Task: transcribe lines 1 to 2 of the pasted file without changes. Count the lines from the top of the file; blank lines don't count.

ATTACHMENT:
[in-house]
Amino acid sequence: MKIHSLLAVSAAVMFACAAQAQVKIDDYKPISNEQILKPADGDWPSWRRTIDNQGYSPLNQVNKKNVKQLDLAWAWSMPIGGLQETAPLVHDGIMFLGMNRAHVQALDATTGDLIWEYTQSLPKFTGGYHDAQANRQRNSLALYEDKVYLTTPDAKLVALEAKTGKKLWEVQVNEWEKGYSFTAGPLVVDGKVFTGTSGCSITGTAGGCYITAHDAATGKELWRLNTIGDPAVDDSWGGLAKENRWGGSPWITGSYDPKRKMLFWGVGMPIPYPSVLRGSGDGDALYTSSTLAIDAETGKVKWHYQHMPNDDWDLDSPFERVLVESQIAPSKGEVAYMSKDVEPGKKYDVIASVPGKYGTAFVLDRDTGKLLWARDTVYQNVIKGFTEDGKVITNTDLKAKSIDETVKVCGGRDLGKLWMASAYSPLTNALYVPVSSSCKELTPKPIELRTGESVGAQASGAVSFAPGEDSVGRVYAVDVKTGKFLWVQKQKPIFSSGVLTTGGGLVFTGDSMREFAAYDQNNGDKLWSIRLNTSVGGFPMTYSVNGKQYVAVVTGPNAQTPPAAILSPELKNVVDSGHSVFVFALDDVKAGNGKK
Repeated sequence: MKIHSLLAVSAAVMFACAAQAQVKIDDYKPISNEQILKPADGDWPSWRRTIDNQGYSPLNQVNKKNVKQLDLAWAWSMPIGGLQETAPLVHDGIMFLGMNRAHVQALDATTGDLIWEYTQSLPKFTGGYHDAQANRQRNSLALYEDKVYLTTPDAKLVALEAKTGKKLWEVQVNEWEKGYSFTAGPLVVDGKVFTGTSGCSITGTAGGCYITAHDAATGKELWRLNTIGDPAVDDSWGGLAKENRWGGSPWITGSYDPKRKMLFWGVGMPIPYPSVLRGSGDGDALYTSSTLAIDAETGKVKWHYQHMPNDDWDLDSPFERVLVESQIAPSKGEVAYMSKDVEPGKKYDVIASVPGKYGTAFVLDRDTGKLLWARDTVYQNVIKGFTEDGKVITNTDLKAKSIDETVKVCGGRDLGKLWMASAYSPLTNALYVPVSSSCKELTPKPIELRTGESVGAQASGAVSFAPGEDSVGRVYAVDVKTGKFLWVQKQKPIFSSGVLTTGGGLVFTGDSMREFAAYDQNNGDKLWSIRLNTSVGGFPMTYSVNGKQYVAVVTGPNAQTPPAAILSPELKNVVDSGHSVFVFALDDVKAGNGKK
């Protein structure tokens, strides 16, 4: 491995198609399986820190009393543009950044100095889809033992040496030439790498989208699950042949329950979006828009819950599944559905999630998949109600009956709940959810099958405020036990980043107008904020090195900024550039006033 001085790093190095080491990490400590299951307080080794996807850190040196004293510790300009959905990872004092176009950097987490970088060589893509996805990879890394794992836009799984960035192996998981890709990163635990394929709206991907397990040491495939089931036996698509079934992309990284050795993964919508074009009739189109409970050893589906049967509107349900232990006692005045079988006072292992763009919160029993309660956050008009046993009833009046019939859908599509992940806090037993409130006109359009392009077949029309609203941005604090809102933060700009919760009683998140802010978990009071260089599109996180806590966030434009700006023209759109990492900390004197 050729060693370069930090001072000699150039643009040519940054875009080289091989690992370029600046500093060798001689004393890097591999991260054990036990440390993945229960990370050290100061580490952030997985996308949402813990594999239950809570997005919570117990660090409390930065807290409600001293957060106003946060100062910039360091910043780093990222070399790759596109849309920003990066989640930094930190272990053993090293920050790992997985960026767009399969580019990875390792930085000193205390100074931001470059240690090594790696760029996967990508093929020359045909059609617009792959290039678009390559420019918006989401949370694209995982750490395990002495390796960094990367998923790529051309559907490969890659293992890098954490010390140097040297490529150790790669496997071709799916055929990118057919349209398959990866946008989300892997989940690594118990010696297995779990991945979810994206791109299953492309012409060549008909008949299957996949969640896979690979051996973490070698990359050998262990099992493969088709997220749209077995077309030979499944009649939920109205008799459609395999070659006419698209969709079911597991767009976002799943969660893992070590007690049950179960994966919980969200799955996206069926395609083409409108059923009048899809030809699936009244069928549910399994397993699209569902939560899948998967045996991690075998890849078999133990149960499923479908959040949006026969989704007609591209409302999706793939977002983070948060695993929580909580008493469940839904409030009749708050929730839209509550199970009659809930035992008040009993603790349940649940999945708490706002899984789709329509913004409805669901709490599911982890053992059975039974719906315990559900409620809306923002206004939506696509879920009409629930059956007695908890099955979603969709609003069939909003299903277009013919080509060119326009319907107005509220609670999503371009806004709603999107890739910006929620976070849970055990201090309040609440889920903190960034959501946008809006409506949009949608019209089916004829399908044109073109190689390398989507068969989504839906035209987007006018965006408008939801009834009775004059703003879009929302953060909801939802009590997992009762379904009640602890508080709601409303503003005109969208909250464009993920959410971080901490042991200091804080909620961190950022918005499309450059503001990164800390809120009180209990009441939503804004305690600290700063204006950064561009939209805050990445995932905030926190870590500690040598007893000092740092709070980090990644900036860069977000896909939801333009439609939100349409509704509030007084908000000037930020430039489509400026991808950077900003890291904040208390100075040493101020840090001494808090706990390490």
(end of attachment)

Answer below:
[in-house]
Amino acid sequence: MKIHSLLAVSAAVMFACAAQAQVKIDDYKPISNEQILKPADGDWPSWRRTIDNQGYSPLNQVNKKNVKQLDLAWAWSMPIGGLQETAPLVHDGIMFLGMNRAHVQALDATTGDLIWEYTQSLPKFTGGYHDAQANRQRNSLALYEDKVYLTTPDAKLVALEAKTGKKLWEVQVNEWEKGYSFTAGPLVVDGKVFTGTSGCSITGTAGGCYITAHDAATGKELWRLNTIGDPAVDDSWGGLAKENRWGGSPWITGSYDPKRKMLFWGVGMPIPYPSVLRGSGDGDALYTSSTLAIDAETGKVKWHYQHMPNDDWDLDSPFERVLVESQIAPSKGEVAYMSKDVEPGKKYDVIASVPGKYGTAFVLDRDTGKLLWARDTVYQNVIKGFTEDGKVITNTDLKAKSIDETVKVCGGRDLGKLWMASAYSPLTNALYVPVSSSCKELTPKPIELRTGESVGAQASGAVSFAPGEDSVGRVYAVDVKTGKFLWVQKQKPIFSSGVLTTGGGLVFTGDSMREFAAYDQNNGDKLWSIRLNTSVGGFPMTYSVNGKQYVAVVTGPNAQTPPAAILSPELKNVVDSGHSVFVFALDDVKAGNGKK